HC Deb 11 July 1924 vol 175 cc2715-7

Lords Amendment:

In page 1, line 18, after "himself" insert or for any son or daughter of his over eighteen years of age.

Lords Reason:

The Lords insist on this Amendment for the following Reason:

Because they consider that a landlord who wants his house for the use of his son or daughter should be able to resume possession.

Motion made, and Question proposed, "That this House doth not insist upon its disagreement with the Lords in the said Amendment."—(Mr. A. Greenwood.)


It may be necessary and expedient at this particular stage in the Session to give way on these matters, but I feel that the weakening on the son and daughter question is very serious. It might seem to the uninitiated and to the Members of another place a very small and unimportant matter and it does not seem unreasonable on the face of it that the owner of a house should be allowed to give occupation to his son or daughter. Of course where there is a married son or daughter serious arguments can be put forward, but I know in practice what is actually taking place in East London, and there is no reason to believe that similar circumstances are not arising in provincial towns throughout the country. Owners are getting possession of dwelling-houses in East London by putting a boy or girl of 18 into one room in that house and as soon as possession has been obtained by nominal occupation of that kind the dwelling-house is converted into a factory. I have taken considerable trouble to investigate the matter and I can take Members to several of these factories which are converted dwelling-houses. It is causing terrible heartburning. I do not think hon. Members who represent rural areas realise the terrible state of affairs in East London, where it is quite impossible to get a house to live in on any conditions. The overcrowding, far from being less, is every day growing worse, and I get most pathetic letters from constituents complaining how they are getting comparatively good wages, but whole families have to live in one room because of the impossibility of getting any accommodation. Houses that have for centuries been used as houses are being converted into factories, on the excuse that they are required for a son or daughter, and, possession having been obtained, and a mere nominal occupation arranged, these houses are then converted into factories. This is a very serious cause of discontent, and it is bringing about much bitterness and heart burning. The other place, I am sure, when they made this Amendment did not do so realising the effect of their action, but the responsibility must be theirs, and I am afraid the Government are justified, at this very late hour, and with so many urgent matters contained in this Bill, in giving way. All that I can say is that, if bad feeling is created by this action, this House cannot take the responsibility, but I feel that I was bound to state the facts to the House so that the House would know the result of accepting these Amendments.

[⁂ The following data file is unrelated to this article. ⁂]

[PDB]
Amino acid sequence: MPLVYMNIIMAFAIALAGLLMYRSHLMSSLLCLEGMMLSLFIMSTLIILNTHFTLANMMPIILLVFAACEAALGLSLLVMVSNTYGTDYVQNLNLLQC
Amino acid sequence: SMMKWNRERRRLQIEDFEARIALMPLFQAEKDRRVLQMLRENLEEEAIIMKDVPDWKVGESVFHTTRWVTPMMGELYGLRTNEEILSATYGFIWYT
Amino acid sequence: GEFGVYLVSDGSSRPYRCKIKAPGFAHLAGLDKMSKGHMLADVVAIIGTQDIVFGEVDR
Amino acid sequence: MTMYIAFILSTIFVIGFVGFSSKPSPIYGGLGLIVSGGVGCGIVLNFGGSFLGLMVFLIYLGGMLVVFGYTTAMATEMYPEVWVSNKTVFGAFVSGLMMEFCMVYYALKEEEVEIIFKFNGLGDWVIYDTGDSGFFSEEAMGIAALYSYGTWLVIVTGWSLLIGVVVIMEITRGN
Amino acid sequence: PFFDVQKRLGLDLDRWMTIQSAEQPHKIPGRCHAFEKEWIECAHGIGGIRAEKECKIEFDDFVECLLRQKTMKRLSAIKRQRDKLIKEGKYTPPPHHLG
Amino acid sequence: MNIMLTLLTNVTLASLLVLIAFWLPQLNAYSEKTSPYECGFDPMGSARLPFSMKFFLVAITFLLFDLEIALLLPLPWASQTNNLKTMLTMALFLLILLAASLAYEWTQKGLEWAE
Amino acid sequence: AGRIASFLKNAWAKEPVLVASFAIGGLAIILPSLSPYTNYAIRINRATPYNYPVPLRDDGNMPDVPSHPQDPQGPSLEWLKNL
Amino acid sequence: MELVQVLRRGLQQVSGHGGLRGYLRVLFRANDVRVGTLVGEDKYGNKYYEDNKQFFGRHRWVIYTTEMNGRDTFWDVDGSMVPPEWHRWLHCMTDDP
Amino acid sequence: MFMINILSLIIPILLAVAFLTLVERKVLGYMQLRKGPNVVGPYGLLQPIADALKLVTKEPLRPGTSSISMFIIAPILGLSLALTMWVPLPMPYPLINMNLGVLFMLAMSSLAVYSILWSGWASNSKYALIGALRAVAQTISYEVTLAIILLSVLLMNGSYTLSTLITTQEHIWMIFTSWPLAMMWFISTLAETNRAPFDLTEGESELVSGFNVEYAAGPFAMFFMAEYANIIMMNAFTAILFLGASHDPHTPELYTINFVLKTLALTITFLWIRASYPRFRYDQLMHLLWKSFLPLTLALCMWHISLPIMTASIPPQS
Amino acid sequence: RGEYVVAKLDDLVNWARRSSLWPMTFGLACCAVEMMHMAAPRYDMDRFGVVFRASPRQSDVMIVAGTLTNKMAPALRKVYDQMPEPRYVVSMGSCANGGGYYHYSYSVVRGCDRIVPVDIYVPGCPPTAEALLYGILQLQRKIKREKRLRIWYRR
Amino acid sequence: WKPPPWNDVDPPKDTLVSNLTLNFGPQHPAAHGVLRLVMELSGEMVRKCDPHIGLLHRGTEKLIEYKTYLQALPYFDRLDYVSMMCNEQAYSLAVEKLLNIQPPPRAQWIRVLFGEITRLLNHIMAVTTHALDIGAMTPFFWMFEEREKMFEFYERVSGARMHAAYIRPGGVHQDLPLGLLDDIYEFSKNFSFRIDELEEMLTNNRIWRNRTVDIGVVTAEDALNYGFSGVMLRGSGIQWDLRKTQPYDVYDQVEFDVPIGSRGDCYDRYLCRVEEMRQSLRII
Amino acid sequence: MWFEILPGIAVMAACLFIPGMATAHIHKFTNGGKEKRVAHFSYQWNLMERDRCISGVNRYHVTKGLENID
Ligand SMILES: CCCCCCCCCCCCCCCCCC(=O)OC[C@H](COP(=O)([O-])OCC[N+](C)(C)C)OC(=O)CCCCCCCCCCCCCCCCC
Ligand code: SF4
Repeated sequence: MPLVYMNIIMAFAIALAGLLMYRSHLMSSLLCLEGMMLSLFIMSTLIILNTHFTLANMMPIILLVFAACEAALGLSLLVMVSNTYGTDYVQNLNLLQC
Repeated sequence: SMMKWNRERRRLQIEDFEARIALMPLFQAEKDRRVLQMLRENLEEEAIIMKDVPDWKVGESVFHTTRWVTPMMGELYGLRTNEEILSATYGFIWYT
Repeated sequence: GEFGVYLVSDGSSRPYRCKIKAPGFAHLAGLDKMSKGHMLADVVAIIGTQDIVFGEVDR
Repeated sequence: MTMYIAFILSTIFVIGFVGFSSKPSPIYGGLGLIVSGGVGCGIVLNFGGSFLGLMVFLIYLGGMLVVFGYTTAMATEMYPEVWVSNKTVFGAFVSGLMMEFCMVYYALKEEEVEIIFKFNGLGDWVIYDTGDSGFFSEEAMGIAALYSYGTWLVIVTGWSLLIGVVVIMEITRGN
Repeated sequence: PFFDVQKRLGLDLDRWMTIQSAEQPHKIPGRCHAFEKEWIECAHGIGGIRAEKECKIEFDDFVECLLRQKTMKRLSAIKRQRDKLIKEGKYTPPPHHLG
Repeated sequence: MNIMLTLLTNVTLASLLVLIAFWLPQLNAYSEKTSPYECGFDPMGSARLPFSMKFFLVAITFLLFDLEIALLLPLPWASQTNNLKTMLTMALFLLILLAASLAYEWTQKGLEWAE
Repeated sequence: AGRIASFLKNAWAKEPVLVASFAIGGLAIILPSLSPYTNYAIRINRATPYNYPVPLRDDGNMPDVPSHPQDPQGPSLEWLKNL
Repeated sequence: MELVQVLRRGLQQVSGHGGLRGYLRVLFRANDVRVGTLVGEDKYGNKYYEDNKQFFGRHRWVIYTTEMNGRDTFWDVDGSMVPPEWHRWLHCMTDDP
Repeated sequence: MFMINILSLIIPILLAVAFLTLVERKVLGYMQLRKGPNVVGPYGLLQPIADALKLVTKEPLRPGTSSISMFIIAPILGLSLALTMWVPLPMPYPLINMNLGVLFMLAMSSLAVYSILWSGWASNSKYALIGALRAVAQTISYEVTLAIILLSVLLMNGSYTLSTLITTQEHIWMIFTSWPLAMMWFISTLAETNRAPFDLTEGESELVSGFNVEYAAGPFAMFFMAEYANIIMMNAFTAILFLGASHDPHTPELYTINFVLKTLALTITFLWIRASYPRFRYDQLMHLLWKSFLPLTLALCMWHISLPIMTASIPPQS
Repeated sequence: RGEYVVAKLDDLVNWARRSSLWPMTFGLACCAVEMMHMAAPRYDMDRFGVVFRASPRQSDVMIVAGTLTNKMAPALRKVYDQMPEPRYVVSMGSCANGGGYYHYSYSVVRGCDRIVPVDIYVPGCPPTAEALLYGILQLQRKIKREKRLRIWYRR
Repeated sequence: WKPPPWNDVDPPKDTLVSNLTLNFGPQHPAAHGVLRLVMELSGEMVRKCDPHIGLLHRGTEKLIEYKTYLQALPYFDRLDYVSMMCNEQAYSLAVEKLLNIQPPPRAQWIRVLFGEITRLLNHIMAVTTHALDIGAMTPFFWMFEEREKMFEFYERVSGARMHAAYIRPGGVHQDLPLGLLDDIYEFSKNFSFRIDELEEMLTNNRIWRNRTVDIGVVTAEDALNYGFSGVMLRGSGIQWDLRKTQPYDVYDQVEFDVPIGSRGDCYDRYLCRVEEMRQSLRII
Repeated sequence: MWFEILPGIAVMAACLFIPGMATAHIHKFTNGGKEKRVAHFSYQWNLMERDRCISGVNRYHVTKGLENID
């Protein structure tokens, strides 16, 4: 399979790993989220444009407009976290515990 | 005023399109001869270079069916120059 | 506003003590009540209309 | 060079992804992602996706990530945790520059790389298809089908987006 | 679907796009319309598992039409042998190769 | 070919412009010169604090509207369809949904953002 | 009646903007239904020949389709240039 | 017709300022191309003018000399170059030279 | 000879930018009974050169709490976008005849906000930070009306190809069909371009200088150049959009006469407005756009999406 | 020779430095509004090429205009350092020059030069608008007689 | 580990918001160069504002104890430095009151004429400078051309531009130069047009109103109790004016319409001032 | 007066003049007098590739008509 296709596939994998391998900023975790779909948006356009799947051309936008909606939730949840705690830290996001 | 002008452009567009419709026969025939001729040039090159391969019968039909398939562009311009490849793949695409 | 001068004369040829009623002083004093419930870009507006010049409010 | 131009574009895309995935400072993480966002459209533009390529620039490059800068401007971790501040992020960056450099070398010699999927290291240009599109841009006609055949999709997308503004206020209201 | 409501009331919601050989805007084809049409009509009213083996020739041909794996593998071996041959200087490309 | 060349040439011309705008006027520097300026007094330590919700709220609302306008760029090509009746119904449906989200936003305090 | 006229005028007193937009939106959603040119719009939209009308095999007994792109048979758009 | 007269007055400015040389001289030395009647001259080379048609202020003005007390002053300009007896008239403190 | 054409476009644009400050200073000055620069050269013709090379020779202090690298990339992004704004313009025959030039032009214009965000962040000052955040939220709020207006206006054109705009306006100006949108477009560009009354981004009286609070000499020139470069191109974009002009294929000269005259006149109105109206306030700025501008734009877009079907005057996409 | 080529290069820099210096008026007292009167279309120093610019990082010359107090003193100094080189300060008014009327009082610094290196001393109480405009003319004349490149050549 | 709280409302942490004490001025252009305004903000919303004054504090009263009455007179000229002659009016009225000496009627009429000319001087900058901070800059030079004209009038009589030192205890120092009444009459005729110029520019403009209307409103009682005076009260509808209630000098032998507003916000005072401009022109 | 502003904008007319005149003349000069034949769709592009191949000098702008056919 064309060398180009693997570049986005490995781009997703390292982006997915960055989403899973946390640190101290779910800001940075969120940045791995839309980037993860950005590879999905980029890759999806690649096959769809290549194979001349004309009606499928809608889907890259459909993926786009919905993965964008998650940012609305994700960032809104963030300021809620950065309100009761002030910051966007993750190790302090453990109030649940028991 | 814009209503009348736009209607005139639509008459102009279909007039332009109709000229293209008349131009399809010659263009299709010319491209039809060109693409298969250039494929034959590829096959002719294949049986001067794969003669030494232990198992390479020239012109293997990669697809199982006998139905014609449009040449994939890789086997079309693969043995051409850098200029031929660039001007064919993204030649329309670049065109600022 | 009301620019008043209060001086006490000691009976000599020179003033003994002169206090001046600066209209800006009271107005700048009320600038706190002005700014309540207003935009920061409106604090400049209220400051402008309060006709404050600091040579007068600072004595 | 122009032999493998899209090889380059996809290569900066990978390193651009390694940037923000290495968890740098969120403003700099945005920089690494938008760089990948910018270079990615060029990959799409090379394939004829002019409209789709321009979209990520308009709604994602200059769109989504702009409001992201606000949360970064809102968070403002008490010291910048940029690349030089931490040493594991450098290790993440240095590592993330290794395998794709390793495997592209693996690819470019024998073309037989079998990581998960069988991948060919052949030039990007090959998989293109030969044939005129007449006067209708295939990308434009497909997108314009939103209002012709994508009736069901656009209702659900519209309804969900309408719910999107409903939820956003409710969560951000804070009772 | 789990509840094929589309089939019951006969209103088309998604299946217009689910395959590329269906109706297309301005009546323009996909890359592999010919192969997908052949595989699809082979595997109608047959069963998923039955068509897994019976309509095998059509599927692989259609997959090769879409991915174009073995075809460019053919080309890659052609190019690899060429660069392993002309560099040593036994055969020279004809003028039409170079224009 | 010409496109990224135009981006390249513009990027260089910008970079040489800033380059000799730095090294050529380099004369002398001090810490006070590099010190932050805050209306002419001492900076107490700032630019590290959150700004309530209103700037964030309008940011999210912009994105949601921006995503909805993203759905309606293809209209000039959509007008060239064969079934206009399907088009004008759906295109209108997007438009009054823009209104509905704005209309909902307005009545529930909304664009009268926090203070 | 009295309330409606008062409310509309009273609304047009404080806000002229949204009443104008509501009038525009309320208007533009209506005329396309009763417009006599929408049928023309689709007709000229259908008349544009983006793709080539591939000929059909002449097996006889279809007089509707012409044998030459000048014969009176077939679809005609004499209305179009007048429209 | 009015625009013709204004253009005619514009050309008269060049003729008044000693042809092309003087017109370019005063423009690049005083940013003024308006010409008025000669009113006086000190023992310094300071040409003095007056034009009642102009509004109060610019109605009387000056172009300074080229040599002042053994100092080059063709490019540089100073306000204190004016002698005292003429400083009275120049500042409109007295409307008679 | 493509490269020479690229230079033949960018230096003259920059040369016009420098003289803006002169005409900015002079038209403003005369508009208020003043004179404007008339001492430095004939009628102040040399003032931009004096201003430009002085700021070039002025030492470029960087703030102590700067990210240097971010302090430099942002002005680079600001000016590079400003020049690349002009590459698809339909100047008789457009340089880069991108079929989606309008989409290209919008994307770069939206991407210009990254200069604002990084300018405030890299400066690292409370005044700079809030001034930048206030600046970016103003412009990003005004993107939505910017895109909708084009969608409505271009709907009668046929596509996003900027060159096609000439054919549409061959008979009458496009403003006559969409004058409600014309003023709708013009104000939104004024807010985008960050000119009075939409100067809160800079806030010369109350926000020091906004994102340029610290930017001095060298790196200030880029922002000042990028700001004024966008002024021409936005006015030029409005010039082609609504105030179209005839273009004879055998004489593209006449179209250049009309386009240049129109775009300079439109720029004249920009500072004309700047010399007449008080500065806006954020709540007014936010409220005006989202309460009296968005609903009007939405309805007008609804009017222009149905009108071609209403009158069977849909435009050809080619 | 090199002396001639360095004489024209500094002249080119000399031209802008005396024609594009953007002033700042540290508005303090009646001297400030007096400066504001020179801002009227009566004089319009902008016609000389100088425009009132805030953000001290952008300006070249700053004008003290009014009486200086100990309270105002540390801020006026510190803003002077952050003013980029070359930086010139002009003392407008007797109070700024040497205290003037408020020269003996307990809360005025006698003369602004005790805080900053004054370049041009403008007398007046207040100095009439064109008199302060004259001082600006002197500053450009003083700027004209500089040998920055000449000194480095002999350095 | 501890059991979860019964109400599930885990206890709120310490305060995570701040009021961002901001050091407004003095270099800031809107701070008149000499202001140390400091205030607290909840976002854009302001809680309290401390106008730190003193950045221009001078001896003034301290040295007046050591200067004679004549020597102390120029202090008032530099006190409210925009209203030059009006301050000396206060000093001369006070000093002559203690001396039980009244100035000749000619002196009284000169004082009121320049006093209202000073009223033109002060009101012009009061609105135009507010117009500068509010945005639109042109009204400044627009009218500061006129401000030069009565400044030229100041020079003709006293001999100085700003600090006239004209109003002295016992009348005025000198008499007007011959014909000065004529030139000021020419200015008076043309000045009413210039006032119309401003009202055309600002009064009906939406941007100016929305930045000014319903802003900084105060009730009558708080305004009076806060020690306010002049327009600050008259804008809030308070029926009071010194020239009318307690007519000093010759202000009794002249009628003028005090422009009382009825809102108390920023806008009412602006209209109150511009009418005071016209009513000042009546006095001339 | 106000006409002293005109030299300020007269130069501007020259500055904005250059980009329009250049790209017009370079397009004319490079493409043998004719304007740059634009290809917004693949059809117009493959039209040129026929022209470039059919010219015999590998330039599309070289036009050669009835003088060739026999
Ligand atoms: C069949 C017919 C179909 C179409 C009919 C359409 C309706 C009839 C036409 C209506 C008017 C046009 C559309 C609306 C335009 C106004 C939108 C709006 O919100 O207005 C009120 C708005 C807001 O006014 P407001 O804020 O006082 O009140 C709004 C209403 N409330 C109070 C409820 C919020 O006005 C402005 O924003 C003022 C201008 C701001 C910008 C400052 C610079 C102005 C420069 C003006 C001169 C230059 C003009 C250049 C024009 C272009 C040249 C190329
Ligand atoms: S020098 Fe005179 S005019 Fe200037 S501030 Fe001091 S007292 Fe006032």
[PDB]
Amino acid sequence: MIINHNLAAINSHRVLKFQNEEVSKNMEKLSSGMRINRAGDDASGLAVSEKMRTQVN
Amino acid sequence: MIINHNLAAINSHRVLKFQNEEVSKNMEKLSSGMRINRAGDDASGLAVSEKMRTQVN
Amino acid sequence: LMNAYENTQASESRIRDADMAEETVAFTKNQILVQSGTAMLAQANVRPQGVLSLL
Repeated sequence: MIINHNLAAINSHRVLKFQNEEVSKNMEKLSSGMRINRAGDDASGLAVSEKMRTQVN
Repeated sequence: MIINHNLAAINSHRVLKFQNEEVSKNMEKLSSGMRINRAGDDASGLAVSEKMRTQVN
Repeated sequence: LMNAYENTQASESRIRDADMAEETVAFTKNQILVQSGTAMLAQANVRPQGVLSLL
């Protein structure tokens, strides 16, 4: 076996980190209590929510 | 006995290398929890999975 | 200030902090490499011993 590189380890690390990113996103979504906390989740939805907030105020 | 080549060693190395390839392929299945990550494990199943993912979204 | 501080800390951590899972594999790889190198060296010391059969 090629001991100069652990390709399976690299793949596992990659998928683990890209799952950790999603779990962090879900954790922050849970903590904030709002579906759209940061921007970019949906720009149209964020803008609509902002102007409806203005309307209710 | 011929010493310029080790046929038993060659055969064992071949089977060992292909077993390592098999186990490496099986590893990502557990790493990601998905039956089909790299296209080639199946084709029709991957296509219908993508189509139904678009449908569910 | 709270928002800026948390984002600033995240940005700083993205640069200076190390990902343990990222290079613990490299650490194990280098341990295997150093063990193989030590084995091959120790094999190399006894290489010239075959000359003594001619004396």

I wish to say, on behalf of those hon. Members who form the Liberal housing group, that we feel bound to accept the Government's decision in this matter, although we thought when the Bill was drafted that it was the very minimum by way of instalment to get urgent justice for a large number of people. I agree entirely with my hon. Friend the Member for South-West Bethnal Green (Mr. P. Harris) that the inclusion of this Amendment seriously weakens the purpose of the Measure, but I regretfully concur in the Government's decision.


I am very much surprised to hear protests from hon. Members on the Liberal Benches. I remember very well on the broad principle of evictions during this Session that the big principle instituted by the Government to prevent evictions on a large scale throughout the country was absolutely killed by hon. Members below the Gangway. That is my recollection, and I think it is the recollection of the House, that, so far as the big general question of protecting tenants against eviction is concerned, hon. Members below the Gangway on this side were the means of killing that particular Bill. They then brought forward this emaciated thing, which has been still further emaciated by noble Lord in another place, and while I and my friends may have ground for protesting that this House has refused to deal in a sensible and decent way with the whole principle of evictions, and with the real attempt to protect poor people throughout this country which was being made by the Government, I do not see that hon. Members on the Liberal Benches have any right now to enter any protest against what the noble Lords are doing.

Question, "That this House doth not insist upon its disagreement with the Lords in the said Amendment," put, and agreed to.